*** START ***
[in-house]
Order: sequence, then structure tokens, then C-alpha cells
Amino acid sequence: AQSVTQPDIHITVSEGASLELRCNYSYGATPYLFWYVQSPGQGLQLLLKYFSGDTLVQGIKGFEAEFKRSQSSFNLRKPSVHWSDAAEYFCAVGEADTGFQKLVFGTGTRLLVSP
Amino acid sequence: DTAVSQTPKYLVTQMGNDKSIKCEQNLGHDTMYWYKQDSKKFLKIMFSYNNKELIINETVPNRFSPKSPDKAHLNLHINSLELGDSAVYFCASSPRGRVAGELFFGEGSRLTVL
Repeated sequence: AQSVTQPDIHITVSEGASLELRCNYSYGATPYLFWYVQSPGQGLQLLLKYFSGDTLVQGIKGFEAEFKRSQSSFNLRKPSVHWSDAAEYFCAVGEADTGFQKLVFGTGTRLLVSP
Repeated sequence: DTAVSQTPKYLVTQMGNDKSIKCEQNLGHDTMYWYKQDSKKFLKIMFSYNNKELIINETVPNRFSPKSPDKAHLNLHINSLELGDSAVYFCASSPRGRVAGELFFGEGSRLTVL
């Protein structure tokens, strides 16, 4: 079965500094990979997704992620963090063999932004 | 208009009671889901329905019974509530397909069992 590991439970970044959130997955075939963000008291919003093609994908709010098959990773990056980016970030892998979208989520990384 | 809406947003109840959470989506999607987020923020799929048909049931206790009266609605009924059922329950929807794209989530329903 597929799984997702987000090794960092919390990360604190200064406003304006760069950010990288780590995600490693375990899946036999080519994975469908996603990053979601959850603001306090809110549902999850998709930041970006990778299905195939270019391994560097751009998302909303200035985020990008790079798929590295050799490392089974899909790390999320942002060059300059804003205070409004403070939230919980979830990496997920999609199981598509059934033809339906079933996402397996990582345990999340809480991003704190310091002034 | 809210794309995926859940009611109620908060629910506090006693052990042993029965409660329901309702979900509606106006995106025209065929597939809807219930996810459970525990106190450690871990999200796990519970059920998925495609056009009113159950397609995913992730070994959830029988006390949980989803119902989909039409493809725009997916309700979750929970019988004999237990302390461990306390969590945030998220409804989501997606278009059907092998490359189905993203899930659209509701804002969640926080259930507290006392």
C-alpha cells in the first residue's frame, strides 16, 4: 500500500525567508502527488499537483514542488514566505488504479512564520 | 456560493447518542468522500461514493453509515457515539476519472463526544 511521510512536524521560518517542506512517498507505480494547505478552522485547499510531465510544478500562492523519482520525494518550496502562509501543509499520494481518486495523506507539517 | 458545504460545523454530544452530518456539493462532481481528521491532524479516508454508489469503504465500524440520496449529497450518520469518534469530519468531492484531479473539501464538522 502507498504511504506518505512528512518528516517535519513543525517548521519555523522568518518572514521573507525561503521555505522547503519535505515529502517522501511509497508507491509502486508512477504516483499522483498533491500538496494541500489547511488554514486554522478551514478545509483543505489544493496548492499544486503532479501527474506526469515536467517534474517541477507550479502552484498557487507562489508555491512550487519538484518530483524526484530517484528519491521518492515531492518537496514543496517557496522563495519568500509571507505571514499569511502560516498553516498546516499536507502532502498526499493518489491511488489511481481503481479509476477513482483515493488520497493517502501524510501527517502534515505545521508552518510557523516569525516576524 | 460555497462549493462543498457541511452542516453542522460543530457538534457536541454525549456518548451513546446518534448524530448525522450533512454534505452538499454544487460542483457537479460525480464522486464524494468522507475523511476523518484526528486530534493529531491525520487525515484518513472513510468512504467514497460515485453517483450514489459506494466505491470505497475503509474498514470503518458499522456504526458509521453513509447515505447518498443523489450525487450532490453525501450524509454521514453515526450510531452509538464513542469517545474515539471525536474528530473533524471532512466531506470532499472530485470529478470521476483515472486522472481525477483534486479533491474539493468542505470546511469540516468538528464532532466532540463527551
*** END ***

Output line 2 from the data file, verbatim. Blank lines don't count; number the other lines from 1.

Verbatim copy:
Order: sequence, then structure tokens, then C-alpha cells